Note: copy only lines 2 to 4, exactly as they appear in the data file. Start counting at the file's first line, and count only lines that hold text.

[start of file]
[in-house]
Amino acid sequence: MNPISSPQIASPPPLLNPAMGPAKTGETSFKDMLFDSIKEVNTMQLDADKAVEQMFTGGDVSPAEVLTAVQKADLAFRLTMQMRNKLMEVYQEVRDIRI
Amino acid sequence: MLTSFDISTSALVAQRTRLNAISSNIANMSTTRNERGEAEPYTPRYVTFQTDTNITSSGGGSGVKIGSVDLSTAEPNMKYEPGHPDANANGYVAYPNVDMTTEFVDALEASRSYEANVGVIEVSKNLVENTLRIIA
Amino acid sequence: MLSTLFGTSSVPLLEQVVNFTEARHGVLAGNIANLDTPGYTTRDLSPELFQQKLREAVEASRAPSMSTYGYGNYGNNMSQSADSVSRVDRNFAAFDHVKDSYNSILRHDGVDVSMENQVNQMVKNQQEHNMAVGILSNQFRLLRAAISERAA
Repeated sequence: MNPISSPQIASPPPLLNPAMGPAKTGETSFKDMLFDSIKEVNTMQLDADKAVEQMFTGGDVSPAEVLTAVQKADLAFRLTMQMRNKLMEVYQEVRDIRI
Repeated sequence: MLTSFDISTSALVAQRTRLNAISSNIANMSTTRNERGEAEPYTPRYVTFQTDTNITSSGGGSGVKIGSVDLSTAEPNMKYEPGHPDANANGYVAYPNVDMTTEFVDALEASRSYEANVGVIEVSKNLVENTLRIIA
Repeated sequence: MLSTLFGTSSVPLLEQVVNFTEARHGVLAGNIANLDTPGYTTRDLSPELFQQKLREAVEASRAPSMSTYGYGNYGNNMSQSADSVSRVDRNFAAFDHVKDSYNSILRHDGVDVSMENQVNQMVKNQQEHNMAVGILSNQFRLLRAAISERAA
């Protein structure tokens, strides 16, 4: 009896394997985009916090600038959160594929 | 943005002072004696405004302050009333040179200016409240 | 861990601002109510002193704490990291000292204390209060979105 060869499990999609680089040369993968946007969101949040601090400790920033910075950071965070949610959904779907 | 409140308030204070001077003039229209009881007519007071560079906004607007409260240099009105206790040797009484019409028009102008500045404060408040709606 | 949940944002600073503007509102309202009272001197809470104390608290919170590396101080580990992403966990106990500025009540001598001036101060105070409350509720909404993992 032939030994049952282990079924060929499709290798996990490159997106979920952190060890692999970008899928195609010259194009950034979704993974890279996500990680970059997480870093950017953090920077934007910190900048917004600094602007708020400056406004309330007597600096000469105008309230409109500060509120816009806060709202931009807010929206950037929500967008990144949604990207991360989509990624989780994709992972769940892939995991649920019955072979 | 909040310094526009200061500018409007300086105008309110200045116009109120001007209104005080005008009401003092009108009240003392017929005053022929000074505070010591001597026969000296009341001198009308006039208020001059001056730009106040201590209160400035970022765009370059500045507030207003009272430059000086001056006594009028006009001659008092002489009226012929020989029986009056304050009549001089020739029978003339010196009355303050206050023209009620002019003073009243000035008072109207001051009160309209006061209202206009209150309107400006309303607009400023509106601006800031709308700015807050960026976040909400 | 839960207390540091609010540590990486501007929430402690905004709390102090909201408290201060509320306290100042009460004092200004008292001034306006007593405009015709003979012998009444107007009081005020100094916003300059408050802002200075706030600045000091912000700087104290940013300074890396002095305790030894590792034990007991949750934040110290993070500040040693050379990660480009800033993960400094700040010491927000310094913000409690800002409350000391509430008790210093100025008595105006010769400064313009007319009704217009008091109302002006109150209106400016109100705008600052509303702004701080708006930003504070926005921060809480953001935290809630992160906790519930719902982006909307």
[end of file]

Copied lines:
Amino acid sequence: MNPISSPQIASPPPLLNPAMGPAKTGETSFKDMLFDSIKEVNTMQLDADKAVEQMFTGGDVSPAEVLTAVQKADLAFRLTMQMRNKLMEVYQEVRDIRI
Amino acid sequence: MLTSFDISTSALVAQRTRLNAISSNIANMSTTRNERGEAEPYTPRYVTFQTDTNITSSGGGSGVKIGSVDLSTAEPNMKYEPGHPDANANGYVAYPNVDMTTEFVDALEASRSYEANVGVIEVSKNLVENTLRIIA
Amino acid sequence: MLSTLFGTSSVPLLEQVVNFTEARHGVLAGNIANLDTPGYTTRDLSPELFQQKLREAVEASRAPSMSTYGYGNYGNNMSQSADSVSRVDRNFAAFDHVKDSYNSILRHDGVDVSMENQVNQMVKNQQEHNMAVGILSNQFRLLRAAISERAA